Orban has used his control of Parliament to transform the country’s tax system, shifting its weight from income to consumption. To plug holes in the budget—and stay below the EU’s deficit limit of 3 percent of gross domestic product—he introduced a series of targeted taxes on the energy, banking, and telecommunications sectors, all of which are dominated by foreign capital. “Some talk about protectionism,” says Zoltan Kovacs, a government spokesman. “We talk about patriotism.” In 2013, in a move popular among many Hungarian voters, particularly in rural areas, Orban’s government passed a series of laws requiring utility companies to cut retail gas, electricity, and heating prices by 20 percent. The savings from the initiative are required to be displayed on every bill in black letters on a field of orange—the color representing Orban’s political party.
More alarming have been Orban’s recent moves to curb civil liberties—especially given the shallow roots of Hungarian democracy. The country has a strong streak of nationalism. Hungarians trace their identity to the Magyars, warrior horsemen who entered the region from the steppes to the east in the ninth century, forming a cultural and linguistic island surrounded by Slavs and Germans. The nationalism manifests itself in ways that are sometimes eccentric—witness the widespread popularity of Baranta, a supposedly traditional martial art whose practitioners wield axes, whips, and bows—but more often frightening. From 1994 to 2011, the proportion of Hungarians who said they “feel antipathy towards Jews” rose from 14 percent to 24 percent.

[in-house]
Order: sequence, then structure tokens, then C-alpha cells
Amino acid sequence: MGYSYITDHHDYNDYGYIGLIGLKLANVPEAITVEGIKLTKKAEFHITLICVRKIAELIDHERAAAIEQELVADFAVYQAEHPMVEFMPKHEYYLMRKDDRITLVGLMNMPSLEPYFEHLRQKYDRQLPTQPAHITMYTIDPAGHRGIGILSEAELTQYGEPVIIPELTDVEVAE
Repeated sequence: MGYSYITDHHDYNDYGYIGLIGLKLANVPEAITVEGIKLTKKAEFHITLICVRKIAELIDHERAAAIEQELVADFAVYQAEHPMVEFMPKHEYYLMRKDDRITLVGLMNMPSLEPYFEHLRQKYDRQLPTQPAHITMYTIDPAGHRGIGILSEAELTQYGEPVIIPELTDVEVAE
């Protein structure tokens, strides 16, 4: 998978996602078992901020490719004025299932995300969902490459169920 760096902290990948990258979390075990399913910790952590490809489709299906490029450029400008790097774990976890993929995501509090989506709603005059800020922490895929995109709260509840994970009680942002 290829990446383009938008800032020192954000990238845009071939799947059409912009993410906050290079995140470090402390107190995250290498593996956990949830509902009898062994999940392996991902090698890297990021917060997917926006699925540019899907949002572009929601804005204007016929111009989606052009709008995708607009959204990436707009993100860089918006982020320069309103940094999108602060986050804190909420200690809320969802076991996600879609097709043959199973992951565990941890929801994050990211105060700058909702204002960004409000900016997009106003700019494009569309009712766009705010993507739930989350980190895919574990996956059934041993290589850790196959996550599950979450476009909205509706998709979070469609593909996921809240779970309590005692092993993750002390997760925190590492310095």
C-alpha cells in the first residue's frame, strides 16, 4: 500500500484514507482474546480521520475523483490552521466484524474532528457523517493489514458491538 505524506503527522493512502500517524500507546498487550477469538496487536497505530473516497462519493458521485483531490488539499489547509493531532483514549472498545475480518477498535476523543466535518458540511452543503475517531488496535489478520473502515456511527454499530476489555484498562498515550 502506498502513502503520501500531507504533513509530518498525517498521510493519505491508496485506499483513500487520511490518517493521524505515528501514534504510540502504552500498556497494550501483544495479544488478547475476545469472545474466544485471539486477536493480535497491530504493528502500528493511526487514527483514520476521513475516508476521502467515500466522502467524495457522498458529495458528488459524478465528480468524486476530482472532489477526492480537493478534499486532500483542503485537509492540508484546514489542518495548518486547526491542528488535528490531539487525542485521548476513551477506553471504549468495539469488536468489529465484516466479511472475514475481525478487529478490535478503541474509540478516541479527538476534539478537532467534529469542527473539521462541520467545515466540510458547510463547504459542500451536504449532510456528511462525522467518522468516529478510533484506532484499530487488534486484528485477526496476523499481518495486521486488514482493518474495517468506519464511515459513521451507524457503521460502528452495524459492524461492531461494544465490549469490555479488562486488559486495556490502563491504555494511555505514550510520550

The country nurses a festering resentment over its treatment at the end of World War I, when it was stripped of two-thirds of its territory, including many regions populated by Hungarian speakers. Orban, who’s made a point of reaching out to ethnic Hungarians in regions that formerly belonged to Budapest, once drove a car with a bumper sticker displaying Hungary’s prewar boundaries. His most powerful political rival is the far-right Jobbik party. Known for its anti-Semitism and anti-Roma bigotry, it took more than 20 percent of the vote in the April 2014 elections, when Orban was returned to office with another supermajority.